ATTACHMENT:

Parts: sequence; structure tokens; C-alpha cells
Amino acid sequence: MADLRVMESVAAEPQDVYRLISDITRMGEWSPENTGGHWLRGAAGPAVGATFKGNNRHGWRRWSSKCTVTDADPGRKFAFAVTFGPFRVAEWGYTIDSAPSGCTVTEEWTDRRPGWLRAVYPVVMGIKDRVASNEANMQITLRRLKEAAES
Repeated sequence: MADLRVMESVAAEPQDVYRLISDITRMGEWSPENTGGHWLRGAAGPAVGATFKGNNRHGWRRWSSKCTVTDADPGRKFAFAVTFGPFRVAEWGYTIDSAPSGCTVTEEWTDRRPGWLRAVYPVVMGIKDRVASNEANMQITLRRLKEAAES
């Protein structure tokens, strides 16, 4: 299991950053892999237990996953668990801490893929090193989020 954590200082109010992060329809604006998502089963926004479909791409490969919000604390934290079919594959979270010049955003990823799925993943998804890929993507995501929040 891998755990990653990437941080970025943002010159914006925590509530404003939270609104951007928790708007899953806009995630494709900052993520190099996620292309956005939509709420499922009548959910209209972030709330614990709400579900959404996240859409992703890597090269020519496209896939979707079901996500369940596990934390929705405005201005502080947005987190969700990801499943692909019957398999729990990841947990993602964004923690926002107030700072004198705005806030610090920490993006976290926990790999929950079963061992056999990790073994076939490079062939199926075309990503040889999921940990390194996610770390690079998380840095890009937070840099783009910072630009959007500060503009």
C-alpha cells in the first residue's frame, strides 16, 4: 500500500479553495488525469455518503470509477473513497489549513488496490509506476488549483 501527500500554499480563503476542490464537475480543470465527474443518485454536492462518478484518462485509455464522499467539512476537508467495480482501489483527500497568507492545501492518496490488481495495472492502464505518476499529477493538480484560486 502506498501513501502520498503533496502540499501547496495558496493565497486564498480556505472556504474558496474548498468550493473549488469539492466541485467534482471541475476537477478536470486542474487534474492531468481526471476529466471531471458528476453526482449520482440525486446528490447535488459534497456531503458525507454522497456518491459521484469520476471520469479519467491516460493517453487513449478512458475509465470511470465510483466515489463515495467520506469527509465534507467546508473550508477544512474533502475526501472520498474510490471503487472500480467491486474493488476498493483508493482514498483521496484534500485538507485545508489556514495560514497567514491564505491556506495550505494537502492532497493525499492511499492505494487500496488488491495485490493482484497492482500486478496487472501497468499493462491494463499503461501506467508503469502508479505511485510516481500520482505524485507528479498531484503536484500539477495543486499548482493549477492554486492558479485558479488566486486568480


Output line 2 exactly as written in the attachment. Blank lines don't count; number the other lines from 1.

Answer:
Amino acid sequence: MADLRVMESVAAEPQDVYRLISDITRMGEWSPENTGGHWLRGAAGPAVGATFKGNNRHGWRRWSSKCTVTDADPGRKFAFAVTFGPFRVAEWGYTIDSAPSGCTVTEEWTDRRPGWLRAVYPVVMGIKDRVASNEANMQITLRRLKEAAES